My Lenten Journey as Re-imagined by God

Photo by NeONBRAND on Unsplash

It amazes me how I keep having to learn the same lessons over and over and over again. Sometimes I wonder if I’ll ever grow into an interior space where harsh words spoken by a loved one don’t wreck my inner peace within the short span of a few insensitively muttered syllables. This not infrequent experience of my over-sensitivity, it is all so humbling.

After an attempt at a nice family dinner outing last night to a fabulously hip local restaurant that serves up delicious Mexican food, I left the table at the end of our meal feeling deeply wounded. In fact I woke up today feeling as if I am bleeding from my heart and I don’t know how to make it stop. Truth be told, I really hate suffering and I am stumbling about to discern where it is I can find a bandage to cover this gushing laceration.

While I position one hand on my heart to try and control the flow, with the other hand I am searching for a weapon I can use to inflict pain in return to my daughter. And then those true, but annoying and inconvenient words of one of my favorite wisdom speakers, Fr. Richard Rohr, pop into my head: “If we do not transform our pain, we will most assuredly transmit it.” AND “The natural movement of the small self or ego is to protect itself so as not to be hurt again.” AND “If we cannot find a way to make our wounds into sacred wounds, we invariably give up on life and humanity.” Ugh. I hate when my ego is confronted and backed into a corner. I drop both hands and cry out for help.

I know I’ve been here before. I know I’ve written about this before. I know, because every time I encounter a new trigger, it seems as if I am back to square one in the school of the spiritual life. I search my mind and ask myself, what is it I am supposed to remember? What have I learned when in this place before? My mind draws a blank; it’s still too busy seething with anger at my perceived state of victimization. Quickly I search my past blog posts to try to find the lessons imparted to me before when I was stuck in this exact kind of mess. I find many on this same topic, each with a slightly different presentation, but then I see this one from two years ago:

Mary reminded me of her heart; though pierced by a sword, it was able to burn bright with the fire of love. It could hold the pain and the love together without rejecting the other. Her heart, she reminded me, was broken over and over throughout her journey as a mother. Yet it was precisely in the breaking that its capacity to overflow with divine love and grace grew with each new fissure. Recalling the traditional religious image of the Immaculate Heart, which before had no positive effect on me, it seemed as if she was extending it to me. For the first time, I saw its softness, its warmth, its healing grace overflowing to hold, comfort and heal me. I begged her to ask her Son to give me the strength in this moment to bear the pain and love together in the small space of my broken heart. Slowly, a peace came over me, the temptation to retaliate lost its power and I could breathe through the agony, just as I did when I was in labor with this same child.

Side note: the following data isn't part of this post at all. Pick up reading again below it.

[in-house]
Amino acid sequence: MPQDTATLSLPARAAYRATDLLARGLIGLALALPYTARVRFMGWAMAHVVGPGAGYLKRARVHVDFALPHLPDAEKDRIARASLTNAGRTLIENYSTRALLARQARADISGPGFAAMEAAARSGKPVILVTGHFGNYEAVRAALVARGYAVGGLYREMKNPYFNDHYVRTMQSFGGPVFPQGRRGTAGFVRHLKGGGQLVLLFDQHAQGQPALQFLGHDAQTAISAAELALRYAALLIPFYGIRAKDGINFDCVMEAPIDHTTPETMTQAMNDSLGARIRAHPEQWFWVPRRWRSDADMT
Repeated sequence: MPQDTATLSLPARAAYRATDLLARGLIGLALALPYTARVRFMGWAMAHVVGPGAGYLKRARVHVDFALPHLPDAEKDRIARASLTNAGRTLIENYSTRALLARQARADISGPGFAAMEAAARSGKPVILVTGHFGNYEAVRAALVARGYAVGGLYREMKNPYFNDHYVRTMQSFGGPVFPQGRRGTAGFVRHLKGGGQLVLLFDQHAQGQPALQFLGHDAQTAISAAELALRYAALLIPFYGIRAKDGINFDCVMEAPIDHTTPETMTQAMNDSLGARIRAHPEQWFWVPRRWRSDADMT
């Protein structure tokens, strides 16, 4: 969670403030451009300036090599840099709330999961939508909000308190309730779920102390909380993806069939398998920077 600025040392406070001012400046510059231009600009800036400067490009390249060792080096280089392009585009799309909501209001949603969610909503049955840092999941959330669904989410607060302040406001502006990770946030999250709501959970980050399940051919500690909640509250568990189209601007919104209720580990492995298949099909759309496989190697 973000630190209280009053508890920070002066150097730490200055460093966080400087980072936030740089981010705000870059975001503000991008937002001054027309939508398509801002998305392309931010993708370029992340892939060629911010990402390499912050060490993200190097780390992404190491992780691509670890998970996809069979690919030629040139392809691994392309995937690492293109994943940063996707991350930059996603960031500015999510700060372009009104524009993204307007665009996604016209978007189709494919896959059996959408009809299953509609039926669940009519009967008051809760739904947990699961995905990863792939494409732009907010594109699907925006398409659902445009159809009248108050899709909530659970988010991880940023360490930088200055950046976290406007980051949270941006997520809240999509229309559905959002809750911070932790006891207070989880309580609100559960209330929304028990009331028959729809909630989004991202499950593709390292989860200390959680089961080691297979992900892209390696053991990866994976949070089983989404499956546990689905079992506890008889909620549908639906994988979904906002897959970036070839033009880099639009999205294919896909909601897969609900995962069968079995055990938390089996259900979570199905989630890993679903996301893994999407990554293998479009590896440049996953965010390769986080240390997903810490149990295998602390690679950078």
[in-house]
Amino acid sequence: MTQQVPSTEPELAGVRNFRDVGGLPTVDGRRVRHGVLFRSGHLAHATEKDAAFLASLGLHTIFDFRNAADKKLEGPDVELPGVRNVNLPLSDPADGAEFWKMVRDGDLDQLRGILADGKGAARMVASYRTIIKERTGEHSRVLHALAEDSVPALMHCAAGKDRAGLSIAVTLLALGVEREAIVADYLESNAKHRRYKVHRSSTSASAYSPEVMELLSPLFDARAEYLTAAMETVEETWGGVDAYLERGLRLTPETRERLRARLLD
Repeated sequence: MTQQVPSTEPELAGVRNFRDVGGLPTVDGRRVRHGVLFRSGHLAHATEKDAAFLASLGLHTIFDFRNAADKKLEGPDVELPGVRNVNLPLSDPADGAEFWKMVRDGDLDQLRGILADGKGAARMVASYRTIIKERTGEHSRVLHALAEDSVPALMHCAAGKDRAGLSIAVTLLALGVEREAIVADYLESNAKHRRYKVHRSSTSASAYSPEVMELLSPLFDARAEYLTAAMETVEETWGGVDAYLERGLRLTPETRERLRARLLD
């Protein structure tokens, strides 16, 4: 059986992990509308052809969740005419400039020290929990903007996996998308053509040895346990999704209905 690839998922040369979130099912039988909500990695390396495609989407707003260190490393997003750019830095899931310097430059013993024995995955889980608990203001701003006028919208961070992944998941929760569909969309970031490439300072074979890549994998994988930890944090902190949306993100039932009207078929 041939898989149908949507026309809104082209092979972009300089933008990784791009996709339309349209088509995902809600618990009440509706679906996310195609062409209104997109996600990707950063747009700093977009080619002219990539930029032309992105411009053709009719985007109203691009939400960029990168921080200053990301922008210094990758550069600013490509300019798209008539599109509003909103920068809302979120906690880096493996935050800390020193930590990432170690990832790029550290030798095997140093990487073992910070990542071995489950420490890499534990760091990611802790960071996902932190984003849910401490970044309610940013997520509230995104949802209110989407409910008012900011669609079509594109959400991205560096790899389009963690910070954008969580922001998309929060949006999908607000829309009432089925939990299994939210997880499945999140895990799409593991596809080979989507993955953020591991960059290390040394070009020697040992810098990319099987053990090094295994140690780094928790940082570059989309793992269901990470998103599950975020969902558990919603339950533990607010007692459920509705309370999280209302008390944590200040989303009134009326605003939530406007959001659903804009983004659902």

https://eyeswideopentothesacred.com/2017/03/26/she-who-once-was-distant-has-now-drawn-near/

As I read it over again, it all starts coming back into my consciousness. The lessons: Bear the pain and love together, without rejecting the other; it is precisely in the breaking of the heart that its capacity to overflow with love and grace grows with each new fissure; in asking for divine help, I will be given the strength to breathe through the agony.

One of my plans for Lent was to show up with intentional Love and presence to the least of these I encounter. It has always seemed to me so much easier to be loving to the those I encounter who identify for me their exact need. If you tell me what you need I can respond accordingly. You are hungry? Can I buy you a sandwich and some chips for lunch? You are dying of cancer? When can I stop by and visit you? You had a rough day? Do you want to sit in my chair and vent about it? Being loving to my own flesh and blood who lashes out at me from the depths of some need that I don’t understand and may never even be informed about—that is tough as nails and I don’t like it.

We aren’t even a week in and what I imagined my Lent was going to look like is NOT LIKE THIS. Yet it is obvious to me that here, in this place of pain, resides yet another lesson I have to learn over and over and over again. Forget YOUR plans for Lent; God has re-imagined your plans and though they may not look like you want, they will be exactly what you need IF you but yield your will and ego to the One who knows best.

It is now clear to me this journey is not supposed to be about any neat and packaged responses to the least of these I encounter outside my home. Rather it must be about navigating difficult and rocky terrain that requires laborious inner work. It will be about choosing to hold love and pain together in the space of a small and broken heart. It will be about death to the ego in order that new life may be resurrected within me. It will be about offering a compassionate embrace to those who can be the most difficult disrupters of my ego and my ways and most likely at the most inconvenient and unexpected moments.